A Tragicomical, Unsophisticated Blog about the Weird, the Absurd, and the Banal

Saturday, April 7, 2012

Performance Art

A few weeks ago we read Hunter S. Thompson's "Strange Rumblings in Aztlan" in the Swimmers - my friends' and I weekly reading group. Of course his Gonzo style came up in conversation and Mr. A esque. presented probably the best speculated explanation for Thompson's rambling, vicious aesthetic I have heard: it's just too much damn work to redo something on a typewriter.

And that's going to be this post. I'm hungover (yesterday was my birthday) and on the run to meet my family in the French Quarter. So be generous.

Last week, my good friend S came to visit along with her jazz dance troupe, Erin Morris and Her Rag Dolls. She wanted to go exploring that Sunday afternoon so we wandered into the Marigny and, as these things usually go, circled around our destination for about an hour before capitulating and having a drink at Mimi's. There the conversation, as a matter of course, fell to the future.

"Do you consider yourself the kind of person who has a life-plan and follows it? Or do you just find yourself playing it by ear?" she asked me.

This was in reference to the usual Get Married, Have Kids, Find a Salaried Job somewhere in there, and Start Working on a Mortgage. So, the answer was, "No, not really." But it's more complicated than that. I asked her the same question.

She thought about it, sipped the special lemonade Mimi's was serving - which was a fantastic way of fighting the heat - and shook her head. "I don't know."

At least she was willing to admit that life, quite frequently, doesn't boil down to a simple dichotomy.

The evening before I watched the ragdolls perform at a show celebrating women in jazz. See the video above - they were majestic.

Walking through the back hallways of the performance space - where no one is ever performing but still theatrical - I saw Meschiya Lake drift by. "Meschiya Lake?" I called. She turned and cocked her head to one side. She was much shorter than I had imagined, seeing her up on stage so many times. "Will you be performing at the Spotted Cat this Tuesday." She gave a hipster nod, an quick and emphatic upward-downward movement of the head, without saying a word, pirouetted and disappeared back on stage.

The next night, after convincing S that I would enjoy myself watching the dancers have a good time at DBA while I sipped a PBR in the corner, I ended up doing just that. They, the jazz dancers, let loose on Frenchmen street, were miraculous. I've seen good dancers in the Crescent City, but never have I seen so many people in such a small space all owning the floor at the same time. It was crowded, there was beer and whiskey soaking every surface, and the band had to compete with the sound of stomping jazz dancers to be heard.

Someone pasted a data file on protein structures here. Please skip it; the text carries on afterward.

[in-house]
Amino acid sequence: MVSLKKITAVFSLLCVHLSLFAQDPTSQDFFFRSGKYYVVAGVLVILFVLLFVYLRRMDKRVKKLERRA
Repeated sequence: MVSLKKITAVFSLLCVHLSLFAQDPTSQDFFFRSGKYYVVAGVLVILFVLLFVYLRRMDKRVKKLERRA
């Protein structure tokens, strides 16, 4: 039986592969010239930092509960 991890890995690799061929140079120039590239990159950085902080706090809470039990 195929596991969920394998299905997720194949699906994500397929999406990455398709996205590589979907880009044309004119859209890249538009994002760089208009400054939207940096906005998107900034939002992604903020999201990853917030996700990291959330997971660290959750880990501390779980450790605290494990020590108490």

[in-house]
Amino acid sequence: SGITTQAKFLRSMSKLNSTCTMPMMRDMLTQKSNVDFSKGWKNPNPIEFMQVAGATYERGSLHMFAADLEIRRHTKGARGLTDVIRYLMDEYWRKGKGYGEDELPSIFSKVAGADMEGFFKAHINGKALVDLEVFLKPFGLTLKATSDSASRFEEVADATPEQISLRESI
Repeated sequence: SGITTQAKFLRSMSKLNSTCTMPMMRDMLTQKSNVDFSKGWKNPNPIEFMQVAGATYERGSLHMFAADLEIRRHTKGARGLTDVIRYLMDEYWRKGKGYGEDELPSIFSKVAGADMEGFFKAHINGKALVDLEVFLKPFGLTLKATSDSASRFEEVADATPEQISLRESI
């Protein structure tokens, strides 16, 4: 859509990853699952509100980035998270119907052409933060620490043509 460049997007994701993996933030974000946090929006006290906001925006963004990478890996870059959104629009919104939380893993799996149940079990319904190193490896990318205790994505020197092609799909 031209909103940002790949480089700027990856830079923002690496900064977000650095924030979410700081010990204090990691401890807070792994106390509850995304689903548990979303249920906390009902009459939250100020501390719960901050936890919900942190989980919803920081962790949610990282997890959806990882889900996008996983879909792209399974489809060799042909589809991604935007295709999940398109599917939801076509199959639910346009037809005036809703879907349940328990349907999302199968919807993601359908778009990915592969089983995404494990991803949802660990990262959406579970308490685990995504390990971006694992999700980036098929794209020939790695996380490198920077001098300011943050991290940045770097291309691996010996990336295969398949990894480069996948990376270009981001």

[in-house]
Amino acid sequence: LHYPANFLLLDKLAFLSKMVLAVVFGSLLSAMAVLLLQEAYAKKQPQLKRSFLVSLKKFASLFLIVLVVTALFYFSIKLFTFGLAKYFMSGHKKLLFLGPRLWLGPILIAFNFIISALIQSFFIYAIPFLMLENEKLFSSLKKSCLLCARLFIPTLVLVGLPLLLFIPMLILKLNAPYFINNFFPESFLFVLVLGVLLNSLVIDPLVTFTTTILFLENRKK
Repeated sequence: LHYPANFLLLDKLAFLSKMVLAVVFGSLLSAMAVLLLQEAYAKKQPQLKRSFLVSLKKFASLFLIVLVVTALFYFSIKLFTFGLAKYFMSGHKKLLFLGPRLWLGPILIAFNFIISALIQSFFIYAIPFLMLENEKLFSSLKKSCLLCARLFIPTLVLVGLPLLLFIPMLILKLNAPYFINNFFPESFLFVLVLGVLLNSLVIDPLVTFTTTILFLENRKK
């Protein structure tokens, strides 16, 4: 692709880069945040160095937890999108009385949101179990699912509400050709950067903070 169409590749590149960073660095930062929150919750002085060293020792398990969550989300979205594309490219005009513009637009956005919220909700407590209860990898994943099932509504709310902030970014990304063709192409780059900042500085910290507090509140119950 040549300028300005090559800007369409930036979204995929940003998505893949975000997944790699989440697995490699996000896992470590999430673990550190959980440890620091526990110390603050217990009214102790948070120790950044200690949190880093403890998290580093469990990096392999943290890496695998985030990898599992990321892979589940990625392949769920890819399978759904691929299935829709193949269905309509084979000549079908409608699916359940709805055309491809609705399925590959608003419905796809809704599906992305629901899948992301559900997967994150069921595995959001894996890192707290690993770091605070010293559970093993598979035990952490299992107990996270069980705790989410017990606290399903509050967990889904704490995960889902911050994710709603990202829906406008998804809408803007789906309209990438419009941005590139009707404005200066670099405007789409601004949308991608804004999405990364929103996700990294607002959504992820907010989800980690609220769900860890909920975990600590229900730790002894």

A gentleman sat down next to me and gently refused an invitation for a dance. Suddenly a woman appeared next to him. "I'm so embarrassed! I didn't realize it was you!"

"No, it's all right," the man said smiling.

"My husband loves your work. You probably get this all the time from people who see you, but could I take a picture?"

"Sure sure," he said. And so she did.

For the rest of the evening I tried to figure out if I knew the guy. And the longer I stared at him the more confused I became. There was no recognition at all, but I was groping for some fame to place on him. Eventually I decided he looked a little like Quentin Tarantino and left it at that.

Meschiya Lake got up and sang a number. While I listened and the dancers did there thing a woman standing next to me asked, "Are you an actor?"

I was a bit taken aback. Quentin Tarantino had accepted a dance with a woman and was having a ball right in front of the Ms. Lake who wasn't paying attention to anything but the microphone and brass band surrounding her. And this woman asked me if I was an actor.

"Why do you ask?" I said.

"Well, just the look. The ambiance," she said. She pointed at Quentin, "He's an actor," she pointed across the room at a man wearing a maroon three piece suit and fedora, "He's an actor. It's all to add spice to the place to make sure people are having a good time."

"You think New Orleans is filled with actors?" I asked.

She smiled and shrugged, embarrassed. "I have no idea. But it seems like it."

The set ended and the dancers kept jamming. Before the stage I saw Meschiya, dancing alone, ignoring everyone and everything but the music. She seemed to be dancing with the band, if anything. The whole world could have evanesced for all she cared.

Yesterday, at Pal's, Meschiya Lake came up in conversation while I shared birthday celebratory drinks. I said she was phenomenal and a friend replied, "Yeah, she may be a great singer but is she a performer." Thinking back on her dancing with the band, I nodded.

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